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A new approach to the ecology of eusocial insects: The Allee Effects in native and invasive ant species

Final Report Summary - TAENIANTS (A new approach to the ecology of eusocial insects: The Allee Effects in native and invasive ant species.)

The Allee effect has been an influential phenomenon for many aspects of basic and applied ecology. Allee effects occur when the per capita population growth rate declines with decreasing population size, due to the loss of mutually beneficial intraspecific interactions. Allee effects are common in social species but it has not been applied to any species of eusocial insects. The present project pursued a pioneering extension of the study of Allee effects to ants, as a first approach to the study of these phenomena in eusocial insects.

During the first year of the project, we carried out preliminary studies with four ant species, and a variety of experimental nests and food resources. We chose two ant species with similar life traits and closely related, one invasive, the Argentine ant Linepithema humble and another non-invasive Tapinoma nigerrimum that grew well under laboratory conditions and that allowed for manipulation of the number of queens and workers. We collected ants from supercolonies in C´ordoba (Spain). For the two species, ants were placed in independent experimental colonies according to a complete two-way factorial design with three categories of queen and worker numbers (8 replicates per treatment). This resulted in a total of 72 nests per species in addition to the trial nests. The experiment lasted from 5 to 10 months depending on colony survival. Several components of fitness where recorded twice a month, including, number of dead queens and workers, brood produced (eggs, larvae, and pupae) produced per nest. We used of cutting-edge and pioneering laboratory methods, including a new set up for keeping ants alive under laboratory conditions for a long period and that allowed the recording of the productivity of nests by a USB Microscope video camera without destroying the nests. During the second year, we continued colony monitoring for surviving colonies and carried out the analysis of video-recordings. This consisted on noting the number of eggs, larvae, and pupae produced and queens and workers alive.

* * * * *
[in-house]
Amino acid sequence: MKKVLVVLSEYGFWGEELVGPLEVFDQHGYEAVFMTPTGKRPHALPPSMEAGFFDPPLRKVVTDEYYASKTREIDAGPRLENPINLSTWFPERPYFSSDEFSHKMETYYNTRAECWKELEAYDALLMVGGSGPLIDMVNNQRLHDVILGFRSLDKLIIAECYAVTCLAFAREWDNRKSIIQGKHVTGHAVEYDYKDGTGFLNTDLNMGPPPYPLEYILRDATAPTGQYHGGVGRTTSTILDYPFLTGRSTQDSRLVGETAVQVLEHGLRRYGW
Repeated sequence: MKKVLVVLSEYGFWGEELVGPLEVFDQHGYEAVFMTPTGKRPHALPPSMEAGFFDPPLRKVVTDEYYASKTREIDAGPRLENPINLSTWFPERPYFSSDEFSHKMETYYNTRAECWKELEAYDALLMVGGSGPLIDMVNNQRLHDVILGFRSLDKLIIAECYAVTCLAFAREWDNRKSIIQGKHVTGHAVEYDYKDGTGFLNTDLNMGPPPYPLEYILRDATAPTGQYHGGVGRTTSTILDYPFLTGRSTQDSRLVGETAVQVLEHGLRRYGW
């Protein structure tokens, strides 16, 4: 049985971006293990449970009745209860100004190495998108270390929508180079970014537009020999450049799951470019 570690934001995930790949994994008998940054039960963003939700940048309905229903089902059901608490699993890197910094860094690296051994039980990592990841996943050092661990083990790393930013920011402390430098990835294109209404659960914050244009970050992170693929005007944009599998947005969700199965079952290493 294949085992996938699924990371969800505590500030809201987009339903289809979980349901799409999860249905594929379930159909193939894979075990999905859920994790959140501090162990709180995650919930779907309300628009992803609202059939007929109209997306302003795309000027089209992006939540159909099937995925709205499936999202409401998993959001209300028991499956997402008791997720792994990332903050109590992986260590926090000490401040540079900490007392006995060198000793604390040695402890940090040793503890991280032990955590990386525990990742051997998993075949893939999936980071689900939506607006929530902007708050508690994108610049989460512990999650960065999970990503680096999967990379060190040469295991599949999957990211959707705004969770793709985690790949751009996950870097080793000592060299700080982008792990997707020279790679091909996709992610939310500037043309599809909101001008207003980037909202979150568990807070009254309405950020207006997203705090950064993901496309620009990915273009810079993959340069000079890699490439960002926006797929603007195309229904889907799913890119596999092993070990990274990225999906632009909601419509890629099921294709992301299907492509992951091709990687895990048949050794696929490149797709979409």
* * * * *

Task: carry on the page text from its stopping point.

New framework for the study of Allee effects on social species. We found several drawbacks of the current framework for the study of Allee effects in social species. The impact of Allee effects on population dynamics is confounded by the fact that Allee effects operate within cooperative groups rather than across entire populations. These effects are further complicated by the presence of different castes within these cooperative groups or colonies. These aspects are not unique to ant species and they present important drawbacks for the current framework used in studies of Allee effects. During this project we explored the complexities surrounding Allee effects within social species in general, using ants as an extreme example. For this part, we collaborated with specialists on five taxa of social species, including bats (S.D. Gregory, University of Adelaide, Australia), primates (C.B. G´omes, Agro-Paris Tech, Paris), cooperative breeders (E. Angulo, CSIC, Spain), and wasps and bees (J.W. Wenzel, Carnegie Museum, USA) to provide a more adequate framework for the study of Allee effects that incorporates different aspects of social biology, including cooperative grouping, reproductive specialization, inter-group dynamics, and the density and distribution of group sizes within a population.

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